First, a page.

chapter 7 cost

How Much a Bankruptcy Chapter 7 Will Cost You vs Chapter 13?

The reasons to choose personal bankruptcy Chapter 7 vs 13 vary based on the specifics of the situation. When someone is ready to file bankruptcy, they are usually strapped for cash, so the fact that the bankruptcy Chapter 7 cost is lower than a Chapter 13 bankruptcy may be a factor in the type of bankruptcy they file. Bankruptcy is a legal process that allows individuals who have more debt than they can pay to get a fresh start.

What is the difference between Chapter 7 bankruptcy vs. Chapter 13 bankruptcy in California?

Chapter 7 bankruptcy is considered a reorganization that allows some assets to be liquidated and the proceeds used to repay a portion of the debts and eliminate any that cannot be paid with the existing assets. The person filing can choose to exclude some of their assets using a 703 or 704 exemption. A Chapter 7 bankruptcy is faster than a Chapter 13 bankruptcy.

Chapter 13 bankruptcy combines a repayment plan that can extend across three to five years. Some debt may be discharged, and some will be repaid with the payment plan that allows you to keep your property. A liquidation test is required to demonstrate that the unsecured creditors would receive at least as much as they would have received if a Chapter 7 bankruptcy were filed.

What are the types of bankruptcies for individuals in California?

Both individuals and businesses can file a Chapter 7 bankruptcy. Individuals can also file a Chapter 13 bankruptcy, but legal business entities such as partnerships, LLCs, and corporations cannot file a Chapter 13 bankruptcy. There are also limits based on the amount of unsecured debt and secured debt a debtor can have in a Chapter 13 bankruptcy. In a Chapter 7 bankruptcy, there are income limitations. If the person makes over the limit they may not qualify to file.

How long does it take for a discharge?

While a Chapter 7 bankruptcy could be completed in three to six months, in California, it typically takes nine to eighteen months for the court to issue the discharge letter.

Because a Chapter 13 bankruptcy involves a long-term repayment plan, it will take from three to over five years to discharge a Chapter 13 bankruptcy.

What happens to property owned by the debtor?

This is an area where there is a big difference in Chapter 7 vs Chapter 13 for individuals. In a Chapter 7 bankruptcy, the bankruptcy trustee can sell all non-exempt assets and use the proceeds to pay debts. There are two types of exemptions. You can learn more about them in this article.  There are nuances to the exemptions that can make a big difference in the outcome. A knowledgeable bankruptcy attorney is a valuable asset when making important decisions about your filing.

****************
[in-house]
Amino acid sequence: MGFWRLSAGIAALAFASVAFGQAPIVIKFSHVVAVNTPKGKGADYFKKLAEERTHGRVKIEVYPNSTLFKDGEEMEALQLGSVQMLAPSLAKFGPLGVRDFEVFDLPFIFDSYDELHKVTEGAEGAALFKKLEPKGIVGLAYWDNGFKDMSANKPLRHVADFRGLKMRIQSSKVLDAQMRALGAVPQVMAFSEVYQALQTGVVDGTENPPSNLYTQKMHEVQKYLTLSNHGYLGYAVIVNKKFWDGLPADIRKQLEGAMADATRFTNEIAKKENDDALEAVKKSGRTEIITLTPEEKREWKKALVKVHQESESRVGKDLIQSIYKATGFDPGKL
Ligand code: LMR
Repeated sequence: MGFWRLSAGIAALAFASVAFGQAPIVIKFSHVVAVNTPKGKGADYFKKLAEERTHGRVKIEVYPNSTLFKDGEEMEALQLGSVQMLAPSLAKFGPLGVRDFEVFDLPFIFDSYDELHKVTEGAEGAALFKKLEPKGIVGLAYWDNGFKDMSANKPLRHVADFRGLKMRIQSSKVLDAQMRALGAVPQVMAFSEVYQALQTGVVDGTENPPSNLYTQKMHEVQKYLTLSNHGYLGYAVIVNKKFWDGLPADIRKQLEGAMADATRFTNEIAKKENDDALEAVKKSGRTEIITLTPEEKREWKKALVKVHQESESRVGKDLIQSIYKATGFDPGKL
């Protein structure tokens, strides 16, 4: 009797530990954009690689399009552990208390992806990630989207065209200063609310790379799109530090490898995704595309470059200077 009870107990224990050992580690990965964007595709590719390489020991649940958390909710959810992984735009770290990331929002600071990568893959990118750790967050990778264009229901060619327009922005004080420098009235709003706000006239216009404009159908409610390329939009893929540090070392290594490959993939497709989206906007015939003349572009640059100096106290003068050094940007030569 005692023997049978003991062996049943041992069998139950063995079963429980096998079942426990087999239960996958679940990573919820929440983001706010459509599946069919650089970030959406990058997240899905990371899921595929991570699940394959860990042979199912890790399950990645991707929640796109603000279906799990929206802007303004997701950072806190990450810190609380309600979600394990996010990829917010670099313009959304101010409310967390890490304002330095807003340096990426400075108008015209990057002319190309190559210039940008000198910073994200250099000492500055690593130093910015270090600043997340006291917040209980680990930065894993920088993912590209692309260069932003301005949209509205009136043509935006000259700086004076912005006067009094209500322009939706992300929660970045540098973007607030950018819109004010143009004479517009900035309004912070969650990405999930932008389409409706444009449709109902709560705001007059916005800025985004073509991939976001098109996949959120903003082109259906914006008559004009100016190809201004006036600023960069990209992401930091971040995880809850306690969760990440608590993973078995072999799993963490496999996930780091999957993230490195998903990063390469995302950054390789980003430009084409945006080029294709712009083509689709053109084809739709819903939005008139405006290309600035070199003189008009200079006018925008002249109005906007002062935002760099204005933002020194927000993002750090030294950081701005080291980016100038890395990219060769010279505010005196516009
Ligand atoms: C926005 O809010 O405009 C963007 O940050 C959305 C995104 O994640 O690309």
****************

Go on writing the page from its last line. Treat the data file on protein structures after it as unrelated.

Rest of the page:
In a Chapter 13 bankruptcy, the debtor keeps their property but they must pass a liquidation test and repay unsecured creditors the value of their nonexempt property.

What are the benefits and drawbacks of each type of bankruptcy?

The benefits of a Chapter 7 bankruptcy include:

  • It is faster than a Chapter 13 bankruptcy so the debtor gets their fresh start quicker and can begin rebuilding their credit and getting on with their life faster.
  • Unsecured debts do not have to be repaid.
  • It costs less than a Chapter 13 bankruptcy.
  • People can qualify to buy a house two years after they file bankruptcy
  • The debtor may be able to keep their home if the equity is protected by an exemption and they are able to bring or keep their payments current
  • The debtor may reaffirm some debts in lieu of forfeiting the property associated with the debt
  • Ability to redeem property that secures a debt

The drawbacks of a Chapter 7 bankruptcy include:

  • The debtor forfeits nonexempt assets
  • It will have a negative effect on the debtors’ credit rating for a decade
  • Some people feel guilty about not paying their debts even though the process is legal
  • It does not provide a lot of time to bring a mortgage current to avoid foreclosure

The benefits of a Chapter 13 bankruptcy include:

  • Your assets are not forfeit
  • The court establishes a payment plan you can afford
  • The bankruptcy falls off your credit report seven years after you file
  • The ability to cramdown loan amounts on personal property and investment properties
  • You can eliminate second mortgages if they are not secured by equity in the home

The drawbacks of a Chapter 13 bankruptcy include:

  • If you have a closely held LLC or other business, it cannot be included
  • Chapter 13 bankruptcy costs more than a Chapter 7 bankruptcy
  • It takes years to get the discharge
    • It may take longer to buy a home